Fig. 4
figure4

Changes of SCr and IgG4 level during follow-up

Discussion and conclusions

IgG4-related disease (IgG4-RD) is a newly classified but poorly understood immune-medicated systemic disease. It causes potential fibroinflammation in one or more organs, characterized by tumescent organs and marked IgG4-positive plasma cells infiltration in the affected tissues, often with elevated serum IgG4 level [1]. The IgG4-RD is diagnosed basing on clinical and pathological presentations according to the 2011 IgG4-RD diagnostic criteria. The mechanisms of underlying immune abnormalities to IgG4-RD remain unclear. There have been a few cases revealing close relationship between IgG4-RD and formation of B cell lymphoma [2], the most common type was non-Hodgkin lymphoma (NHL). It is reported that the overall incidence of NHL was increased in patients with IgG4-RD when compared to general population (standardized incidence ratios 400.00 [95%CI 109.00–1024.00] [2]. Although this was a retrospective observational study with a relatively short follow-up period, an etiologic link between IgG4-RD and lymphoma deserved more attention. As listed in Table 1, several research groups have reported single cases or small case series developing malignant lymphoma with a preceding IgG4-RD [3,4,5,6,7,8,9,10,11,12,13,14,15]. Up to date, the number of published cases is only 25. DLBCL and EMZL of mucosa-associated lymphoid tissue are the most common sub-types ever described in the literature. The special case we present here is a patient developing non-GCB type DLBCL 16 months later after his diagnosis of IgG4-RD. The preceding IgG4-RD was typical with lambda light chain locally restricted expression, suggesting a possibly missed diagnosis of EMZL in the right kidney. As we all know, the diagnosis of EMZL can be rather challenging, as extranodal sites of disease are sometimes difficult to access, resulting in the limitation of small biopsy samples. The optimal diagnosis of EMZL requires integration of clinical, histopathological, and molecular information [16].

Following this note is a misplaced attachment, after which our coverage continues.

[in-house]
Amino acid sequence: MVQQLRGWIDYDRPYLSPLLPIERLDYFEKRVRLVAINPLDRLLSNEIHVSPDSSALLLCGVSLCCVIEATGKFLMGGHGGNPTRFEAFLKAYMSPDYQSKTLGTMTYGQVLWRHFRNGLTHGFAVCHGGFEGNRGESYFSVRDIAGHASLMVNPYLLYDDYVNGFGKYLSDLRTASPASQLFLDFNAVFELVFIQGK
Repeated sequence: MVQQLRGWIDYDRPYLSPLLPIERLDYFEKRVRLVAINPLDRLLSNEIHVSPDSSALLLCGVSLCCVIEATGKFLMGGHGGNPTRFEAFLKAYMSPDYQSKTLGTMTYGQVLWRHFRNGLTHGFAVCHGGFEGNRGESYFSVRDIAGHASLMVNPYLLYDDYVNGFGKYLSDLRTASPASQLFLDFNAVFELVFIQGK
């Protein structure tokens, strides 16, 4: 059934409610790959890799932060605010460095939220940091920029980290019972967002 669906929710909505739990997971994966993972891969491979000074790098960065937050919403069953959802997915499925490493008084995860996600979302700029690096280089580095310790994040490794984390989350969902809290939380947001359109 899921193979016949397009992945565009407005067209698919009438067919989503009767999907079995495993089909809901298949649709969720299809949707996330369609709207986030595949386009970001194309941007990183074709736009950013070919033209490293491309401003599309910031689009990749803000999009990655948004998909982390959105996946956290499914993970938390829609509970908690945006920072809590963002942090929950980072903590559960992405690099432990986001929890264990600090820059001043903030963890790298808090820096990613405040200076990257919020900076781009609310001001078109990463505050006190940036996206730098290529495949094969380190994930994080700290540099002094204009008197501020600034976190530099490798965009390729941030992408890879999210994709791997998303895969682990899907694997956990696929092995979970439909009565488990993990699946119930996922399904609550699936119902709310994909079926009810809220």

Table 1 Clinical profiles of recently reported cases of IgG4-related disease with malignant lymphoma